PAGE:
A More Immersive Duolingo
A two-week design sprint in a team of four UX Design students: myself, Alice, Midori and Hugo. We agreed as a group that we all wanted to be involved in every step of the process, but Alice and Midori would focus more on research while Hugo and I would spend more time on prototyping and developing the UI.
“As of 10 February 2021, the language-learning website and app offered 106 different language courses in 38 languages. The app has over 300 million registered users across the world.”
The goal was to create an ‘Immersive Experience’ within the Duolingo mobile application that would allow users to practice ‘real life situations’.
Sending out a screener survey helped recruit eight users of Duolingo to interview. We put our insights into an affinity map and, based on this, discerned two types of user — casual and serious.
The casual user — wants to be able to communicate with natives when on holiday, so their priority is to practice speaking key words and phrases.
The more serious user — needs to be able to speak more fluently if, for example, they live abroad. Their priority is to practice speaking full conversations.
Both want to be able to practice speaking the language, but currently feel there aren’t enough opportunities to on Duolingo.
Interviews revealed that users felt Duolingo is more casual and playful than some of its competitors such as Rosetta Stone and Busuu, something that they enjoyed. I found that users felt the illustrated characters, animations and gamification involving rewards made using the app fun and lighthearted rather than pressurising. In fact, one interviewee said this was the reason she used the app over Busuu.
However, while it is more playful, users also reported that Duolingo was less immersive than some of its competitors. Five out of our eight initial interviewees said their learning on Duolingo felt decontextualised, and they couldn’t practice listening and speaking in a realistic scenario. All our interviewees felt that immersive learning is important, with one user calling it ‘fundamental to all learning’. Creating a feature inventory for Duolingo’s competitors revealed some of the features that make them more immersive including:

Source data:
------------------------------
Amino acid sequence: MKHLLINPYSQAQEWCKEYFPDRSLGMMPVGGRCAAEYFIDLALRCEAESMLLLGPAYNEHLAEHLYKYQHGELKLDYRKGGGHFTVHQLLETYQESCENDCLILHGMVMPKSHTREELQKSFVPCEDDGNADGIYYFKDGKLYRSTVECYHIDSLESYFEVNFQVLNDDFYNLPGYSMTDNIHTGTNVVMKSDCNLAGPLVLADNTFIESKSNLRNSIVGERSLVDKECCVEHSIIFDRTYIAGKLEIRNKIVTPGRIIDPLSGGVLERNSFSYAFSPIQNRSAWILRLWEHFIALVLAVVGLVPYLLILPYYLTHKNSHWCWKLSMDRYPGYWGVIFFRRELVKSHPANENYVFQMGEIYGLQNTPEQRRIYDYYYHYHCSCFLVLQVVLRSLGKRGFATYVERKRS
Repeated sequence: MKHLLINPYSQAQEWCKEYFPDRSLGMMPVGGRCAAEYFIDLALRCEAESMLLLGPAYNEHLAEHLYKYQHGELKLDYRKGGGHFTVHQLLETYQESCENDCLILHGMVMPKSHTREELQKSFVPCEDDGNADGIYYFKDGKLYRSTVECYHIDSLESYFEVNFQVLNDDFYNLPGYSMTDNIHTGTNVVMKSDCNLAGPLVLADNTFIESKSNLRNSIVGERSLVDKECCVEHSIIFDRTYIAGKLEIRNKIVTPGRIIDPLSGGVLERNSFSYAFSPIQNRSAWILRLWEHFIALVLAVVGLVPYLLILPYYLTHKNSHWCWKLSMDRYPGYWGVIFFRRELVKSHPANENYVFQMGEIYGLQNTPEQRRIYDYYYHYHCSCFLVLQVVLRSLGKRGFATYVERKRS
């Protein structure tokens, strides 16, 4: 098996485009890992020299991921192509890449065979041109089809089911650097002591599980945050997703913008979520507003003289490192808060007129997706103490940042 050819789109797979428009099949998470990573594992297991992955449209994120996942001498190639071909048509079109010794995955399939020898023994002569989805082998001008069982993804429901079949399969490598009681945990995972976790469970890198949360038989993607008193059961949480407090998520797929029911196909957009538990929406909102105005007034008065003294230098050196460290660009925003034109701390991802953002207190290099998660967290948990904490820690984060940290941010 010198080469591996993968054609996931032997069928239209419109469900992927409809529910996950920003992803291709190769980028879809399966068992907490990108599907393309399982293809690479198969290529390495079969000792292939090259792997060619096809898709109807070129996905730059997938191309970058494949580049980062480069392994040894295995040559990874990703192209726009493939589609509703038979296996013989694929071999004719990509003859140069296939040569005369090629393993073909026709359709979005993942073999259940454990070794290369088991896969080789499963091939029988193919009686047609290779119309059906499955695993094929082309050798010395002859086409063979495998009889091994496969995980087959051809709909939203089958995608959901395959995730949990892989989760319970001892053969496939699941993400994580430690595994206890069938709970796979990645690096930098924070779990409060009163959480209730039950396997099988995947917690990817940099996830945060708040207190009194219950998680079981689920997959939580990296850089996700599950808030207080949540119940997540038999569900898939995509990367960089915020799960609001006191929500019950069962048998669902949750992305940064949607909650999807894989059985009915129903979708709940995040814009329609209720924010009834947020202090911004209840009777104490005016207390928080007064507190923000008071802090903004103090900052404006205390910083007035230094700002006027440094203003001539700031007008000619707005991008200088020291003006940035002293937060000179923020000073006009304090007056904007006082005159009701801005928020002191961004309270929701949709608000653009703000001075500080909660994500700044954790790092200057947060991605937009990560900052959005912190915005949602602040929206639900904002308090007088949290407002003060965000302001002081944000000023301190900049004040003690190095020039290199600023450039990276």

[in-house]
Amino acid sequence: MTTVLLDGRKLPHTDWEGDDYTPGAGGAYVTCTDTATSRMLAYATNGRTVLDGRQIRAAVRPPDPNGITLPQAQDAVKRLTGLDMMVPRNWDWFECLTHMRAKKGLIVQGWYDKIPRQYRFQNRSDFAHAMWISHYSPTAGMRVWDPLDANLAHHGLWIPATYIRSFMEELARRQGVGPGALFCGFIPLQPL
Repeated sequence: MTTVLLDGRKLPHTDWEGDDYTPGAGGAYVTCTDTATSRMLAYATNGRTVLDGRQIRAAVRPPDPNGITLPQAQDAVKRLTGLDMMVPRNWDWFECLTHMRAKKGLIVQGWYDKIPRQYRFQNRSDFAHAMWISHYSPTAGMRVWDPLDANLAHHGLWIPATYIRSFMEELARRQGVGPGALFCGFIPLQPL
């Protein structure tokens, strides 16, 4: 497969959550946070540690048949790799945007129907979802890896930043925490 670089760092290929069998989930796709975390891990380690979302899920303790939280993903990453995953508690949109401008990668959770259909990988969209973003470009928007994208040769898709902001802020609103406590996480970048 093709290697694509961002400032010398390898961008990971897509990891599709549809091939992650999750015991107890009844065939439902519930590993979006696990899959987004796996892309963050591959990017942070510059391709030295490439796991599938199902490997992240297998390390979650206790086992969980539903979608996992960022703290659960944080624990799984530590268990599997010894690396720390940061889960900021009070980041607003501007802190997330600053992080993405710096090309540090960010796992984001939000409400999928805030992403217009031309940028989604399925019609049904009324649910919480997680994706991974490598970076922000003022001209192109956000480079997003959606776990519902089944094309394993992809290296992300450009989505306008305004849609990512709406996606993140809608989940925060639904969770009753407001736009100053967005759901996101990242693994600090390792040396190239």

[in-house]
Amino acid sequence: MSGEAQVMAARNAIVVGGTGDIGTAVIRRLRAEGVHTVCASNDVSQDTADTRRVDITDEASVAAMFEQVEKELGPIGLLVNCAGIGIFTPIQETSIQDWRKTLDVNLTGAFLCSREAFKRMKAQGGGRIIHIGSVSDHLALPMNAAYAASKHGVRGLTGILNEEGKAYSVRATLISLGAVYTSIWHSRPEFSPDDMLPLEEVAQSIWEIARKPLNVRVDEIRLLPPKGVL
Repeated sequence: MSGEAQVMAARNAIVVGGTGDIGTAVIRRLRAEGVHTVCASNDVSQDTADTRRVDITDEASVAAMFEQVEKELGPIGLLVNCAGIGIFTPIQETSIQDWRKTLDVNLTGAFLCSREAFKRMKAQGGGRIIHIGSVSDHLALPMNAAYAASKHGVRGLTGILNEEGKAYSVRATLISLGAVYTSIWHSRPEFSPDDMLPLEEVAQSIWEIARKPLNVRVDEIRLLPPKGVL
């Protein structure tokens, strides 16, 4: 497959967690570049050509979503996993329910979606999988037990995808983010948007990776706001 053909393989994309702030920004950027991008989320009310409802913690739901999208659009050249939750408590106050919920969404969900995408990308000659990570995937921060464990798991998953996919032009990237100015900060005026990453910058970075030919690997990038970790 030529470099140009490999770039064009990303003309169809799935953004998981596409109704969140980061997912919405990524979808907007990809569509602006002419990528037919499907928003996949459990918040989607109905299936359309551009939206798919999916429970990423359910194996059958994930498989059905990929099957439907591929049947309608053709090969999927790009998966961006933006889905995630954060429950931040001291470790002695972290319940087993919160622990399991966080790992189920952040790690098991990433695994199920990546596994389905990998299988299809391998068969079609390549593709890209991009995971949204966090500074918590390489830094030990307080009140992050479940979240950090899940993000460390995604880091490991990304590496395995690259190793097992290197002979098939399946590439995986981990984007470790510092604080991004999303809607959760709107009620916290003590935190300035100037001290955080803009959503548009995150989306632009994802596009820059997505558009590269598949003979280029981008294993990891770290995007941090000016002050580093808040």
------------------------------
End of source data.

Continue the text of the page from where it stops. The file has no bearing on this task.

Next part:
- The ability to choose a realistic scene to practice
- The chance to practice pronunciation
- The chance to learn about cultural highlights
- Being able to find native speakers to practice with
With these features in mind, we conducted a group design studio to generate some ideas, which involved sketching under time pressure then comparing and discussing the results, before another round of sketching. We each drew some rough drafts for screens that would give Duolingo users a more immersive experience, while maintaining its playfulness. Two key ideas emerged from this:
- A game/simulation to practice a realistic conversation.
- A feature to find a ‘study buddy’, which would allow users to connect with native speakers of the language they’re learning, who are themselves learning the user’s native language.
As a group we mapped out a flow for each of these ideas. Our initial flows were too complex with too many steps so, with Midori taking a lead, we iterated on each of them.
This exercise brought into focus the key stages for each of these features. For the game to practice speaking users would need to:
- Choose ‘practice speaking’
- Choose a scene
- Either watch a tutorial or go straight to the exercise
- Do the exercise
- Stop practicing, practice in a new scene, or continue with a buddy
To find a study buddy users would need to:
- Either choose an existing study buddy or -
- Browse the suggested profiles and send a buddy request
- Either message the buddy or request to play a game with them
Paper prototypes into mid-fidelity: